Morning Thanks

Garrison Keillor once said we'd all be better off if we all started the day by giving thanks for just one thing. I'll try.

Saturday, June 25, 2011

Morning Thanks--Many Moccasins



Okay, I admit it--a part of me wants to chuckle a bit, just as I laugh at Dutch klompen dancers who perform their ethnic thing hither and yon, as if they themselves are standing guard over my own ethnic heritage. What's more, while some of my ancestors might have scrubbed streets, I'm quite sure most of them would have drawn down a Calvinist eyebrow on street dancing.

Part of me wants to chuckle at the excess, the wild ornamentation, the dramatics; but part of me is thrilled by Native fancy dancers such as we watched last night, these from the Winnebago Reservation of Nebraska, perhaps our own closest Native neighbors.

And I suppose my admiration rises from 1973, the Red Power movement, which seems to have affected every last reservation in this country, infusing a people with a new respect for who they were, for their history and their traditions. A Winnebago woman told me once upon a time how 1973 changed her forever--"here I was, 17 years old, in Washington D. C., working for Native rights." It seems to me that similar stories abound on almost every reservation. Dances, like the one we watched last night, are a part of the story of a people bound and determined not to abandon their heritage.

We are who we are because we stand on the shoulders of those who came before us; we are--all of us--characters in a story; to attempt to erase the earlier chapters as if they didn't exist is to cut us off from who we are and what we've become.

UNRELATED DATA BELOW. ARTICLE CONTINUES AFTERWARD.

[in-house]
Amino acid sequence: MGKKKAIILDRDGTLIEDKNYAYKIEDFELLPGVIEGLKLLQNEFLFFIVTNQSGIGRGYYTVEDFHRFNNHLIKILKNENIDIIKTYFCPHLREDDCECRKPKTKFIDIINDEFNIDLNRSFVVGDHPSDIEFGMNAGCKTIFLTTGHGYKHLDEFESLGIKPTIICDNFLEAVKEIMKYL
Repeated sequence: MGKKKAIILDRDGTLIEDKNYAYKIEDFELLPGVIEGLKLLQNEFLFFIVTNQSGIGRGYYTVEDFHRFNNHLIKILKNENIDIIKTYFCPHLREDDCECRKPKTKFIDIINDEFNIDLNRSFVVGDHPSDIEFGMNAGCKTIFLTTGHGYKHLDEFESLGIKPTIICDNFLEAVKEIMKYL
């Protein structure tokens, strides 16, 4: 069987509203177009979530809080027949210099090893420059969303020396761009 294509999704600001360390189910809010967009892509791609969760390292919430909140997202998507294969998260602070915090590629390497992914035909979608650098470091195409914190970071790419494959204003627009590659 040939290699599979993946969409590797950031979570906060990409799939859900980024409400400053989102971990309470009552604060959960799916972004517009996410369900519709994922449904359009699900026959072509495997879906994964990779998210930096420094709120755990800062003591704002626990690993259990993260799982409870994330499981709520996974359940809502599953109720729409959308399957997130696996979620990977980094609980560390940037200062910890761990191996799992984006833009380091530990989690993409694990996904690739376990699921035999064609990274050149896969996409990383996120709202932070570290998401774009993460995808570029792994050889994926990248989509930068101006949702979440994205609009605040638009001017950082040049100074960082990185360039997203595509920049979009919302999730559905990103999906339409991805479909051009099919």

Once upon a time this place where I live was really Sioux county because it was all Sioux country.

I've been reading Geraldine Brook's new novel Caleb's Crossing, the diary-like meditation of a 17th-century Puritan girl named Bethia, whose lot it is to determine right and wrong, as Huck had to, when the tight Calvinist system she is by birthright a part of comes into inevitable conflict with the island's aboriginals, the Wampanoag. Early in the novel, Bethia sneaks away and watches the Wampanoag dance, then notes how the Native women especially show no signs of the sinful wantonness she'd been warned was associated with dancing. Instead, they looked dignified, respected.

I thought of Bethia last night when, early in the performance, three women danced together so reservedly that one began to wonder when the real steps would begin. Not for a moment did those women drop their dignity.

Okay, there's some showmanship in the fancy dancers, some excess maybe; but there's also great dignity, the acceptance of a history, a heritage. For that--and for them--I give my morning thanks.

1 comment:

Anonymous said...

Thank you, my friend, for those kind words of understanding. Doesn't God,in Rev. 7:9. speak of every "nation, tribe, people, and language standing before the throne and in front of the lamb"? The only assimilation I see is that of a spiritual nature. Being transformed by the renewing of the mind. Thanks.